Limiting the assistance offered to voters, increasing penalties for illegal voting and tweaking laws governing the use of cellphones by poll watchers are included in Texas Republicans’ ongoing efforts to overhaul Texas’ voting system.
Fresh off its voter ID victory last month, the majority party in the House made good on its promise to go beyond that controversial measure to combat what it alleges is serious voter fraud. In what House Elections Committee Chairman Larry Taylor, R-Friendswood, called “the Peña Network” the committee on Monday heard more than a half-dozen bills authored by Rep. Aaron Peña, R-Edinburg.
The measure that drew the most debate, House Bill 304, would limit how often an election worker would be allowed to assist voters to two per day. Peña said his constituents complain that workers, under the guise of offering assistance, actually coerce voters into casting ballots in a particular way.
“The largest growing voter fraud that I’ve seen in South Texas is voter assistance fraud,” he told the committee. Peña said the alleged corruption is a remnant of the patronismo, or “bossism,” way of doing things on the border where casting a ballot for the wrong person could mean the voter or voter’s relative loses a job or other benefits. Two of the largest employers in the district, he said, are school districts and local governments.
State Rep. Joe Farias, D-San Antonio, said he was concerned that bill would adversely affect families who are recently naturalized and need help understanding ballot language and other specifics. Peña conceded that Farias has a valid point and said he would alter the bill to provide an exemption, but with limits.
“We are going to create a family exemption for a nuclear family, not for the expanded family that includes every cousin known to mankind,” he said after the hearing.
Disability rights’ advocates have other concerns and questioned whether the bill would violate federal law. Jessica Gomez with Disability Rights Texas said the right to assistance is guaranteed under the Voting Rights Act of 1965, which mandates that anyone with a disability, who is illiterate or who doesn’t speak English can receive assistance from a person of his or her choosing in casting an in-person ballot.
“There are many people with disabilities who may need to receive assistance from someone who has already assisted more than two voters that day. For instance, people who live in institutions may rely on care attendants or employees of that institution,” she said.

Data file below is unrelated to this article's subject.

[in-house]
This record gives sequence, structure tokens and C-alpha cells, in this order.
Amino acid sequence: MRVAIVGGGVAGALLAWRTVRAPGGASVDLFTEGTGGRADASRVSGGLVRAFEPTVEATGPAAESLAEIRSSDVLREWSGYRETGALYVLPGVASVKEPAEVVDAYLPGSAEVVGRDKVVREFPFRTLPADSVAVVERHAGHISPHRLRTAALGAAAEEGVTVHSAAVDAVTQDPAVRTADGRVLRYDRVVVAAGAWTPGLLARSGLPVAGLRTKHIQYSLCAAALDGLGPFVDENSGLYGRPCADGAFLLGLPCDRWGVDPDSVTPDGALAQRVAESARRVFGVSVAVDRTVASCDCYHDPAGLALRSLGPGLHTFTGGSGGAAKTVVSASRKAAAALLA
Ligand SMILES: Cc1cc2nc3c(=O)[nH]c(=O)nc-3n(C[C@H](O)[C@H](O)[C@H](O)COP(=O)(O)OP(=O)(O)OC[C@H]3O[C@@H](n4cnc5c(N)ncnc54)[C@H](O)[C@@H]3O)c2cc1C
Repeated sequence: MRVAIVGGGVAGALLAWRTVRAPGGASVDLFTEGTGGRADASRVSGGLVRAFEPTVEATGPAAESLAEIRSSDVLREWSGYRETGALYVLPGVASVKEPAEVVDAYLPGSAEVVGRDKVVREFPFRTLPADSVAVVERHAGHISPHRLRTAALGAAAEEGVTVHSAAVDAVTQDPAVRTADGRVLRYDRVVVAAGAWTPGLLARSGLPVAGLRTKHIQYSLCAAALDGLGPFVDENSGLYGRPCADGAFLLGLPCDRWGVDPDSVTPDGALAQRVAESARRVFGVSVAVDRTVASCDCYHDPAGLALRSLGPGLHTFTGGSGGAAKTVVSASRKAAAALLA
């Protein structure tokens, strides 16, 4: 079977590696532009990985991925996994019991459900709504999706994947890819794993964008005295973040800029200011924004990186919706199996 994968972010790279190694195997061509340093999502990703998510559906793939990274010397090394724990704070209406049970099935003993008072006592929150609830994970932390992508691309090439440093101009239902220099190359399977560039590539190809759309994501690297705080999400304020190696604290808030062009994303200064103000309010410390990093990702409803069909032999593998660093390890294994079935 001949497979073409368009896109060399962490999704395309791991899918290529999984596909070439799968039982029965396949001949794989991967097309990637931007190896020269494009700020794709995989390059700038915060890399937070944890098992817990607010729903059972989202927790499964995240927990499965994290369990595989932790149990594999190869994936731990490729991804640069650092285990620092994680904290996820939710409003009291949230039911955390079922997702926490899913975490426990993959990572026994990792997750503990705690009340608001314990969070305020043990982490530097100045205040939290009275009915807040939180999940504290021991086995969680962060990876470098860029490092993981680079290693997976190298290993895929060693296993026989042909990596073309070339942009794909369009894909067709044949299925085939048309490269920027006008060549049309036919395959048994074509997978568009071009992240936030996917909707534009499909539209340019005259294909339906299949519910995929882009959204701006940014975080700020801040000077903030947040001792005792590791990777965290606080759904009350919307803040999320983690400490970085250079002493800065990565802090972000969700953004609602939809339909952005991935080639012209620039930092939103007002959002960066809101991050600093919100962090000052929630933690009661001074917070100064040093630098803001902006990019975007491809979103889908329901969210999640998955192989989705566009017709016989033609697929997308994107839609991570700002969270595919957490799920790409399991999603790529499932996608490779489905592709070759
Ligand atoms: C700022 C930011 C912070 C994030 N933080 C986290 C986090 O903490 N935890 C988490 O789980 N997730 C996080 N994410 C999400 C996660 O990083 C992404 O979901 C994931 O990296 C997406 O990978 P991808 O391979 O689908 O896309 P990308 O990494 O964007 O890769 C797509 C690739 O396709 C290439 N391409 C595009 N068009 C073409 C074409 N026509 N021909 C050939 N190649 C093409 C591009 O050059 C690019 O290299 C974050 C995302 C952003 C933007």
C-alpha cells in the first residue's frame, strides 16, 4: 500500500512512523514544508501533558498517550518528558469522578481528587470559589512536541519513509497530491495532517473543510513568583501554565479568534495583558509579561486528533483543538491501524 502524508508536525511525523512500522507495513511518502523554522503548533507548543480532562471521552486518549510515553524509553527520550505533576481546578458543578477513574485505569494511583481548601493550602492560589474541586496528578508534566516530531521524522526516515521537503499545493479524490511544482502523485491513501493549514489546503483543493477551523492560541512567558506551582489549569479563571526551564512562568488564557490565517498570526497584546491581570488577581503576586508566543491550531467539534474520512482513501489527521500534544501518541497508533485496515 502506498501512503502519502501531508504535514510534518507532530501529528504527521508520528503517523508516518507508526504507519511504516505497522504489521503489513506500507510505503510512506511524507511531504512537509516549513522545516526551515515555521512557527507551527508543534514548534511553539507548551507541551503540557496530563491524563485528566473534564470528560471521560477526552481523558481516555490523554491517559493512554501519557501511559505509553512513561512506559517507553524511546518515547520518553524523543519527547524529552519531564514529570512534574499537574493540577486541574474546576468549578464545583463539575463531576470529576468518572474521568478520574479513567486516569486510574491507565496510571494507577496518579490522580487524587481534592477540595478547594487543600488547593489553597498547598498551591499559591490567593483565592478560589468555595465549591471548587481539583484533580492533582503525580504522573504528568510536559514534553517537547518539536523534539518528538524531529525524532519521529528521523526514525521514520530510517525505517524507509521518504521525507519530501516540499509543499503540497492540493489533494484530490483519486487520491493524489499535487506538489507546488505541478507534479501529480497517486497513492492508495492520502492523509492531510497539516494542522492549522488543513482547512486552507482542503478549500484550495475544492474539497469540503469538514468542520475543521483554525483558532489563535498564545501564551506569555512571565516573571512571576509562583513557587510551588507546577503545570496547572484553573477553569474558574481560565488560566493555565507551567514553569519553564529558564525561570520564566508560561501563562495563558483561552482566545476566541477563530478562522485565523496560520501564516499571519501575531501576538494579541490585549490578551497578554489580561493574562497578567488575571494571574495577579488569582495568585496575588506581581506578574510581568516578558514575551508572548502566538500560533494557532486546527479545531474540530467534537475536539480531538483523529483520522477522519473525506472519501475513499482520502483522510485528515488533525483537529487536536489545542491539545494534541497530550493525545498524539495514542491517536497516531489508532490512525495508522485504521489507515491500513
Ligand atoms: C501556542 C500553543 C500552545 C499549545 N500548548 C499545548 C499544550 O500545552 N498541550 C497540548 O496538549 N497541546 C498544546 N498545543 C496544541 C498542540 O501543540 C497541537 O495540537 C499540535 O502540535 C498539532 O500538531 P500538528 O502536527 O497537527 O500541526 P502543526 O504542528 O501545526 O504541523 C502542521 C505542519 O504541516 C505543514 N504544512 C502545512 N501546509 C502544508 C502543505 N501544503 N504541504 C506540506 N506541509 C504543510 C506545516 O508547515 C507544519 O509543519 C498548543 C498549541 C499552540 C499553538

Peña said re-working that language, which he said he was open to, would be more difficult because retirement homes are where those attempting to sway an election focus their efforts.
“It’s a valid point if you’re in a licensed facility and you have a person that’s working there,” he said. “I will create an exemption.”
Gomez, a South Texas native, agreed that seniors or persons with disabilities could be preyed upon, but she said the focus should be on educating them about their rights, not a blanket policy with possible unintended consequences.
“We need the voter to stand up and say ‘This is my vote and you cannot influence it.’ That is our last line of defense,” she said.
Peña also laid out before the committee HB 2050, which would allow poll watchers to use cell phones at polling places. Peña said current law requires that poll watchers cannot leave the site until they have been there at least five hours. If watchers witness alleged voter fraud or intimidation, he said, they should be allowed to leave the premises to report it.
“If you make a phone call and say, ‘Hey Mr. Attorney General, they are doing this, this, this, and this,’ you can’t go back inside. This simply allows them to make that phone call,” he said. “It’s not for political reconnaissance, it’s for reporting illegal activity and so those [issues] simply need to be flushed out.”
Also in committee, state Rep. Jose Aliseda, R-Beeville, introduced HB 3498, which would increase the penalty for illegal voting from a third-degree felony to a second-degree felony, and increase the penalty for an attempt to commit voter fraud from a Class A misdemeanor to a state jail felony.
“I believe it sends a message to someone who is even contemplating some kind of election fraud,” Aliseda, a former prosecutor, told the committee. Democrats questioned what the cost to the state of these changes would be. Aliseda conceded a person convicted and receiving the maximum sentence could end up costing the state tens of thousands of dollars, but said first convictions would likely result in probation.
“I know where you are going with this,” he told Farias. “But just a conviction alone would send a message.”
The bills were left pending in committee.
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